Please keep in mind that for most of us losing a pet is life-altering. Our pets are family members who have been by our side through thick and thin, often being there for us long after our fellow humans have walked away. How can the loss not alter our lives? Pet grief is not a short-term situation for most animal lovers. It is very difficult to adjust to the physical breaking of this bond when our pets pass away and we don't just "get over it" and move on. It's a process and a painful one at best. It is not anyone's place to deem when a person should be "over" their loss, we have no right to impose a timetable on someone else's grief. We are individuals and the way we handle our grief is individual as well.

Criticizing choices won't help those grieving the loss of a pet. Should the decision be made not to remain with the pet during euthanasia please remember this is a personal choice and whether or not you agree, the decision belongs solely to the pet owner. The decision to euthanize is hard enough without being criticized for what someone else thinks "should" have been done. This can be a rather touchy subject for some and I'm sure disagreement will resound throughout the animal-loving world for years to come but we must all remember that not everyone is able or capable of witnessing euthanasia. Whether or not to remain with a pet during euthanasia is not a reflection of the love that is felt by those left behind. This decision doesn't have to be understood to be respected.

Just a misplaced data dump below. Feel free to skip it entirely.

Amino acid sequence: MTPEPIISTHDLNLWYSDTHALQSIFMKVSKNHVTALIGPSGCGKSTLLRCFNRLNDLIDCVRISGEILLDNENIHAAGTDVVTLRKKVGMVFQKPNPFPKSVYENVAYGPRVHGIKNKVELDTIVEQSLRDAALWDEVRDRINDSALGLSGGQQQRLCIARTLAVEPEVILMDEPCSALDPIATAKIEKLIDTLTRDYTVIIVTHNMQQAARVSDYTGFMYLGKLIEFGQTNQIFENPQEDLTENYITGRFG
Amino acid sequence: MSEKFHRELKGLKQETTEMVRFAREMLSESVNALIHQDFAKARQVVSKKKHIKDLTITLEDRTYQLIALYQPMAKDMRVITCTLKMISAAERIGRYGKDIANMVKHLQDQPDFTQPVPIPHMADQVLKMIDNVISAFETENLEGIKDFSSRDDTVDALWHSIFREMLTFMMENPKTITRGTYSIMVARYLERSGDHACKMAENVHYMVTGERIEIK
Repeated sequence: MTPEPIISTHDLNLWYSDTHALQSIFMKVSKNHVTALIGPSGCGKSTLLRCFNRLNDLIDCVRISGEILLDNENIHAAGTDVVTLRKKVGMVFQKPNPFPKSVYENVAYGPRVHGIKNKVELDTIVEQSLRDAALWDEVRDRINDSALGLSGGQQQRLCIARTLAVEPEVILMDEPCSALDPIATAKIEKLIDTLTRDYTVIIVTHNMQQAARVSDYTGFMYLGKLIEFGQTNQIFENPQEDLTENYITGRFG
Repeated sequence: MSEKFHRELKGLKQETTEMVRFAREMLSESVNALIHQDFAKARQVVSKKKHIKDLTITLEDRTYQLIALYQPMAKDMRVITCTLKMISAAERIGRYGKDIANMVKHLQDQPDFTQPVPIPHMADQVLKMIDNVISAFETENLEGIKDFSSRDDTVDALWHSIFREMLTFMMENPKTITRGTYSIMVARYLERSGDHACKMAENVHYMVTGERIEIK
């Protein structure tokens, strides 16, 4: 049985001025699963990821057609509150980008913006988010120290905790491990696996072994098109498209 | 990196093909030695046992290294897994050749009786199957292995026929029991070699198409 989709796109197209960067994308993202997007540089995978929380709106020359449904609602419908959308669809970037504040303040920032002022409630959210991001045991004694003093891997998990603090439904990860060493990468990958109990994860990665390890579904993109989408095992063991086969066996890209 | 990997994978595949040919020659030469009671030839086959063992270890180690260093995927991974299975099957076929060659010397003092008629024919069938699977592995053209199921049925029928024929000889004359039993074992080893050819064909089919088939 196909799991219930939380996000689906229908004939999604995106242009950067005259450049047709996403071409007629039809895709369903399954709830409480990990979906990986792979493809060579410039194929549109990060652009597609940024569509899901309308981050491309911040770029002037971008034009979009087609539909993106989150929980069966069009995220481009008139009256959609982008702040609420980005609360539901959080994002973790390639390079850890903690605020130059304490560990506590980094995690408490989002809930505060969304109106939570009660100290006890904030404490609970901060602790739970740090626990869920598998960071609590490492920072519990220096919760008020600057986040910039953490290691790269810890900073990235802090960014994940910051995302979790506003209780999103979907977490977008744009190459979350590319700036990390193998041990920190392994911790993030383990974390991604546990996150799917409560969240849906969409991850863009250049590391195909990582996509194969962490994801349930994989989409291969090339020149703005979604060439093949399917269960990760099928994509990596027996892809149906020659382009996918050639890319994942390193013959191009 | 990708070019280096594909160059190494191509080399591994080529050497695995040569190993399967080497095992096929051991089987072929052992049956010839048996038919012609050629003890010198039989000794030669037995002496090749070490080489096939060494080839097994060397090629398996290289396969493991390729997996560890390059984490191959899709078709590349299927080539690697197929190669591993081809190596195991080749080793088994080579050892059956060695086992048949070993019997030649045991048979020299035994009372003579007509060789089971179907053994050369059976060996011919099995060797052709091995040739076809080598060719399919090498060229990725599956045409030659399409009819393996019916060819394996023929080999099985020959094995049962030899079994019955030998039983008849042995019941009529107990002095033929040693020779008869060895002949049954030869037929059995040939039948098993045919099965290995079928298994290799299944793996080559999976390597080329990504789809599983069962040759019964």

If you're still at a loss to help your friend, don't hesitate to gently explain your dilemma. This in itself may be hard for them to understand initially as grief is all-consuming and tends to cloud judgment. Be patient. If nothing else, be willing to listen to your friend talk about their pet and the pain they're experiencing. Be there for them when they cry, reminisce, feel angry and cheated and when they are quiet and withdrawn. Use your own good judgment of what you know about your friend in determining how to best comfort and help them.

As a friend (family member, coworker etc.) you have certain insight to the person grieving that will aid you in how to approach them with support. Don't be put off if they reject your offering; remember, they are hurting terribly and could lash out from the anger they are feeling over their loss. Give it time and do your best. Your kindness will not be forgotten and could possibly make a difference that you can't outwardly see. Respect the wishes of the grieving to be left alone and be open to them when they no longer want to carry the pain entirely by themselves. Grieving is not a solitary emotion...it is many emotions felt nearly all at once. This is painful for the one hurting and confusing to the one offering support.

Don't give up on your friend. Even if you don't understand their reaction to the loss please be kind, patient and gentle. It doesn't take a lot of effort to do this and it could very well be the greatest gift you can give their aching heart.

If you would like to have a copy of this to pass along to others
please write to memorywall99@gmail.com and I will email it to you.
This is for personal use only and is not to be posted on any other
website or included in any publication without my expressed,
written permission. Thank you.